What If Your Ads Didn’t Feel Like Ads?

What if your ads didn't feel like ads? Here is how to make your ad content more engaging on facebook

Facebook is a place people go to kill time, keep up with friends, and follow their favorite brands—not to see your ads. But the more your ads imitate the things people actually enjoy about Facebook, the less they’ll feel like an unwanted interruption.

The savviest digital advertisers are masters of disguise. And you can be, too. Much like how you can disguise your ads to blend in with a publisher’s content, you can create ads that look and feel like things people want to see in their news feed.

Here are four tips to help your Facebook ads “go undercover.”

1. Use targeting wisely

Targeting lets you hone in on a specific audience. It lumps people together based on some shared characteristic. It gives you an angle to start the conversation in a more relevant way, rather than using your most broadly appealing messaging.

Whether you want to target your followers, people who have visited your website, or particular demographics, who you’re talking to should drastically change how you talk.

The targeting you choose adds context to your conversation. Your Facebook ads should reflect that. If someone views a particular page of your website, for example, the ad you show them might relate to the content of that page.

2. Give, don’t take

When you’re spending money on ads, it’s easy to feel pressure to focus on calls-to-action (CTAs) that give you the biggest bang for your buck: buy now, shop now, get yours today, etc. But that’s not always the best way to get a good return on investment with Facebook ads (or any ads, for that matter).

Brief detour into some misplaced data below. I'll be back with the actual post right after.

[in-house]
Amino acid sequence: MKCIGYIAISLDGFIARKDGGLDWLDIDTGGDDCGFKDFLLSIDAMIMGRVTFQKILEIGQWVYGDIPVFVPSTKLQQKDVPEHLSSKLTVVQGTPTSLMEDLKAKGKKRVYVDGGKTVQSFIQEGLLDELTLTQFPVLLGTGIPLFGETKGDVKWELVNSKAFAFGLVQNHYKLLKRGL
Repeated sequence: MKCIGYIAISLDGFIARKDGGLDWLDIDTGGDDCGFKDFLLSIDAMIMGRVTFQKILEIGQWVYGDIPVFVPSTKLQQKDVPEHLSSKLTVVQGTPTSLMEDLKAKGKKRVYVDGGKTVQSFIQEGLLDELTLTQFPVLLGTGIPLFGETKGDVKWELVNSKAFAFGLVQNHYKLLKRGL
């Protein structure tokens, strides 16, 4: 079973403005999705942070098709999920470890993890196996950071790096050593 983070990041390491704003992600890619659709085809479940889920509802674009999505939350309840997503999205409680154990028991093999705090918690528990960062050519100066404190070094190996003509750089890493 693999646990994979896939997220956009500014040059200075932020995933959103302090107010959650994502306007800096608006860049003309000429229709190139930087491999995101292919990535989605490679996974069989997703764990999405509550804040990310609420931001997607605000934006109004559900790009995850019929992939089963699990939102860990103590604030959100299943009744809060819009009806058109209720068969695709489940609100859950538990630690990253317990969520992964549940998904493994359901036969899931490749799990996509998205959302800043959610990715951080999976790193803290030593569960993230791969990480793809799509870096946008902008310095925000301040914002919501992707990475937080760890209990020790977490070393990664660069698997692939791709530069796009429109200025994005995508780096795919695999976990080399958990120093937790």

People aren’t looking for a sales pitch when they go to Facebook—they’re looking for something interesting or valuable. (This is where sales reps argue, “But our product is interesting and valuable.”) If you want your ads to have the greatest reach and impact, you need to choose to advertise things that provide value without asking for a big commitment. (Like money.)

Asking your audience to make a big commitment is guaranteed to scare most of them away—even ones that might’ve otherwise become customers. It’s a lot easier to ask someone to sign up for an email list in exchange for something valuable than it is to ask them to spend money. And once you’ve got them on a list, you can keep talking to them until they’re ready to buy.

3. Advertise your content

Speaking of things that are valuable, hopefully you consider your content valuable. Whether you write thought leadership pieces, case studies, checklists, guides, or something else, advertising your content is a great way to introduce people to your brand and provide value.

Maybe that means advertising your white papers, gated behind a signup form.

Maybe it just means advertising your blog posts, which promote a newsletter or a drip campaign. Or, maybe they don’t promote anything, and you just use your content to create a new audience you can retarget later.

However you do it, advertising content turns your ads into things people expect to see on Facebook: content. Because a content-focused ad is really just a post.

4. Teach people something

Purple is a mattress company with a knack for catchy ads. One of their ads has more than 160 million views on YouTube. (Odds are pretty good you’ve seen or heard of it before.) There are many things that make their ads engaging, but one of them is that their ads teach about mattresses, often using innovative demonstrations.

Many of their ads are like standalone lessons in sleep science, which makes them interesting and valuable even if you never buy a Purple mattress.

But you don’t have to literally turn your ad into content, either. If your ad is promoting a piece of content such as a white paper, you could use a couple of the main ideas from the white paper to balance “teasing” the content with providing real value.

Either of these choices can strengthen your sales pitch while doing a better job of matching what people are actually looking for on Facebook.

Blur the line between ads and content

The more your ads imitate content, the more your audience will engage with them. If your ad itself is informative, entertaining, or inspiring, people will naturally respond to it and share it—just like they do with “actual content” that affects them the same way.

It’s time for your ads to go undercover.

2018-10-02T20:29:43+00:00

About the Author:

Ryan Nelson
Ryan Nelson is a writer for Overthink Group, where he helps brands tell their stories and climb search engine results pages.